Update: It also becomes increasingly difficult to configure kernels less than ~2.6MB required for booting on ancient sparc32 Sun machines, … :-(

Update 2: those apparently also required “special” SCSI CD-ROM drives supporting 512 bytes sized sector reads, as opposed to 2048 sized sectors as used by standard PC drives, ..?

Resetting Sun idprom nvram

Thursday, December 21st, 2017

Note to self. Before it disappears from the interwebs. When your Sun idprom nvram battery dies.

The following was tested on a Sun SPARCstation 2 (sun4c) and Ultra 5 (sun4u):

Hit `n’ to get the new openboot prompt (it probably tries network booting):

f idprom@ 1 xor f mkp # this will invalidate the checkum
8 0 20 13 de ad c0ffee mkpl

Hit ctrl-D then ctrl-R, if you do NOT see a Sun Copyright notice, it worked, otherwise it failed.
You can check with:


You probably want to set some sane defaults, and disable the diag mode, to skip the excessively long memory test each time you boot:

setenv diag-switch? false

#sun #ultrasparc #idprom #refresh #openfirmware #exactcode#t2sde #berlin

A post shared by RenéRebe™ (@renerebe) on

Update: A new clock chip also needs to be started. From what I read the old SunOS might have code in the kernel clock driver to do that, but AFAICS the Linux kernel does not. This (untested) OpenFirmware code sequence supposedly starts a new clock chip on sun4c:

2000000 obio 0 map-page # map NVRAM to page 0
80 7f8 c! # set write bit
0 7f9 c! # reset stop bit
80 7fb c! # set kick start
0 7f8 c! # reset write bit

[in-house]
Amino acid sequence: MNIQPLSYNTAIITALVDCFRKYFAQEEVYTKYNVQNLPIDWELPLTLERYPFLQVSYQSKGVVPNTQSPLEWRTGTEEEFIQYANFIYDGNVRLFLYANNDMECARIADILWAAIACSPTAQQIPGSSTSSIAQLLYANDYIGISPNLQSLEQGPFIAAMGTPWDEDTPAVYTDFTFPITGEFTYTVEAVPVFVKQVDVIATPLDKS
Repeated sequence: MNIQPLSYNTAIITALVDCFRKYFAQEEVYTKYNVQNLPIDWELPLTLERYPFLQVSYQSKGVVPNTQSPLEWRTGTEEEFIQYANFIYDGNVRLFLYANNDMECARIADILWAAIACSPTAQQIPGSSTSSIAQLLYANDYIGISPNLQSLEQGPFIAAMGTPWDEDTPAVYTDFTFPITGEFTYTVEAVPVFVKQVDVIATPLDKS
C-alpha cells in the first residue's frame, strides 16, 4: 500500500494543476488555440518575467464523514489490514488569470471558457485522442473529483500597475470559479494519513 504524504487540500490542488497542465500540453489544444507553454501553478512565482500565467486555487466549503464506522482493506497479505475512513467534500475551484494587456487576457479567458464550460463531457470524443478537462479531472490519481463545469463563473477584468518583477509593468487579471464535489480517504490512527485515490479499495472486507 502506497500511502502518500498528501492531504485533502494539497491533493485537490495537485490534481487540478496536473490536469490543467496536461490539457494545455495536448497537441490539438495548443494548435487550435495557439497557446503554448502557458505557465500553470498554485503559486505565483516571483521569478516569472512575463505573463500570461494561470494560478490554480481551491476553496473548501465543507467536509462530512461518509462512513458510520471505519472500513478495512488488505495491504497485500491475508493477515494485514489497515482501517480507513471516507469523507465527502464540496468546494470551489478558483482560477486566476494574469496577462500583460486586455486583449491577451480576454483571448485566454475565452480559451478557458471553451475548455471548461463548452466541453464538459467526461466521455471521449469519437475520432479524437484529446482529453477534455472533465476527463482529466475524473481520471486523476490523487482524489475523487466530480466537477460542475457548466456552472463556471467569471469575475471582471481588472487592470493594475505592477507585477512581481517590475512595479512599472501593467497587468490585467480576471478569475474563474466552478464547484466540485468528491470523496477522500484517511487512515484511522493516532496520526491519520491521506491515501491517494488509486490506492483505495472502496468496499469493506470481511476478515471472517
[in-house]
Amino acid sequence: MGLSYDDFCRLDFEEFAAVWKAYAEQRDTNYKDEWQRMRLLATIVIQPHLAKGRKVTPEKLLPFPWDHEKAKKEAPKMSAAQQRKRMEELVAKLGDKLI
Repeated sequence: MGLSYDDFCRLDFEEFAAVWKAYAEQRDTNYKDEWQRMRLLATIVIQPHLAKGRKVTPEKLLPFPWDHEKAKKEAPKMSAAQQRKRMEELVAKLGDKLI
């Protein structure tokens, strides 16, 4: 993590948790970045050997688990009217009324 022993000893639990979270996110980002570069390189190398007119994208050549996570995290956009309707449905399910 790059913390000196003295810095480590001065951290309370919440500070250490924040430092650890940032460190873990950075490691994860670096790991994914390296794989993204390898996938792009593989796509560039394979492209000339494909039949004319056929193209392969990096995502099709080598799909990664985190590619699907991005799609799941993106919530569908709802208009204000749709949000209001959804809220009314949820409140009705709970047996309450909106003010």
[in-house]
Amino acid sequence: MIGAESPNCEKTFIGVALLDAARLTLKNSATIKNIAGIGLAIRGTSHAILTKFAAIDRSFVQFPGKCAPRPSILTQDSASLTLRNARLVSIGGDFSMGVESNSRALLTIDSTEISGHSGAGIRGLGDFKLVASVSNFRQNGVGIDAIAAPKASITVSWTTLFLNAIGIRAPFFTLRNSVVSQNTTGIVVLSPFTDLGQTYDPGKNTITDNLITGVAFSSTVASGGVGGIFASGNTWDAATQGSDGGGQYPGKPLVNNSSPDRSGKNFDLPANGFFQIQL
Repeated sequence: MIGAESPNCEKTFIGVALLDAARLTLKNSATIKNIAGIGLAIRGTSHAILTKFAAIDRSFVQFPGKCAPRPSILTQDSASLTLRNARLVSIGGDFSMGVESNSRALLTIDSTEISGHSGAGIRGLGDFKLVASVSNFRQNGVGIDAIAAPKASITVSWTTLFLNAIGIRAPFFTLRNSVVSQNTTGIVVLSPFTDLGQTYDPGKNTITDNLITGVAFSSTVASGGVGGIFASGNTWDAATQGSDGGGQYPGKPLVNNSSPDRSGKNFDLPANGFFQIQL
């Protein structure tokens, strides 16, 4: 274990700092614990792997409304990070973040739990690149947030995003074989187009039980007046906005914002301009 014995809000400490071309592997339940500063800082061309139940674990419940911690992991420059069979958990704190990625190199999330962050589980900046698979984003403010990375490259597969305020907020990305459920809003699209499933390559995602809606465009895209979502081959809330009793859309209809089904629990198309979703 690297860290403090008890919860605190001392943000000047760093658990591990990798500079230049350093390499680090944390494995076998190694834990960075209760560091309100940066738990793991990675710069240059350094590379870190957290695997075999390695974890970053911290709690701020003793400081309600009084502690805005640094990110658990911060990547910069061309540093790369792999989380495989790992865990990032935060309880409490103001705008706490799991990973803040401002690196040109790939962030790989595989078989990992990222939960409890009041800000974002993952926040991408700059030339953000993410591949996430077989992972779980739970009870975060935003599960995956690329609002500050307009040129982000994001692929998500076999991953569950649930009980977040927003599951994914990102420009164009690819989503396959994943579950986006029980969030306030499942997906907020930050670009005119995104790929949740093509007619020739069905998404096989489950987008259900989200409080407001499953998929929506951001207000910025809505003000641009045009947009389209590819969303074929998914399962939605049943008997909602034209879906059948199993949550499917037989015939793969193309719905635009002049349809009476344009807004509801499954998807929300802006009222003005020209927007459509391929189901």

#wait for two seconds
80 7f8 c! # set write bit
0 7fb c! # reset kick start

0 7f9 c! # set dummy time and date
0 7fa c! # (if necessary)
0 7fb c!
4 7fc c!
11 7fd c!
1 7fe c!
96 7ff c!

0 7f8 c! # reset write bit

remapping bad spinning disk storage blocks

Monday, December 18th, 2017

Your good, old-fashioned rotating hard disk storage starts to develop bad sectors?

Dec 17 10:49:47 server kernel: end_request: I/O error, dev sdb, sector 300037184

One of the most easiest, quick and dirty ways to remap them on Linux (e.g. easier than fumbling with dd if= of=)?

Double check:

hdparm –read-sector 300037184 /dev/sdb

And if it is the block and still fails:

hdparm –write-sector 300037184 /dev/sdb –yes-i-know-…

Obviously this zeros the sector and all 512 or 4096 bytes that lived at that place are gone forever, and give way for fresh zeros from a spare, remapped reserve block.

Use only when you know what you are doing, your milage may vary.

Update: If you init a fresh Linux MD RAID, you may want to increase the min speed limit to get things going into production a bit faster:

echo 100000 > /proc/sys/dev/raid/speed_limit_min

Update2: If you are running in some error correcting RAID mode (e.g. not striped RAID 0 ;-) the Linux code will apparently re-write sectors and thus already automatically trigger a remap of those sectors:

end_request: I/O error, dev sdb, sector 301373665
ata2: EH complete
raid1:md0: read error corrected (8 sectors at 301373600 on sdb1)
raid1: sdb1: redirecting sector 301373600 to another mirror

Apple’s macOS Preview default to 100% scale

Wednesday, November 8th, 2017

You sometimes need to print documents, invoices, boarding passes, whatever? Using Apple’s macOS and tired of having to choose: “Scale: 100%” to have an accurate printout instead of the often arbitrary default of: “Scale to Fit: 97%” or 98% (likely due to content on margins outside of your printer’s printable page size)?

defaults write PVImagePrintingScaleMode 0
defaults write PVImagePrintingAutoRotate 0

Yep. The famous Apple usability and attention to details ;-)

Hex print variables in raw GDB cli interface

Thursday, October 26th, 2017

How did I survive 20 years without noticing that GDB can hex print variables simply by adding /x:

p/x var

$1 = {0×4d, 0×46, 0×50, …}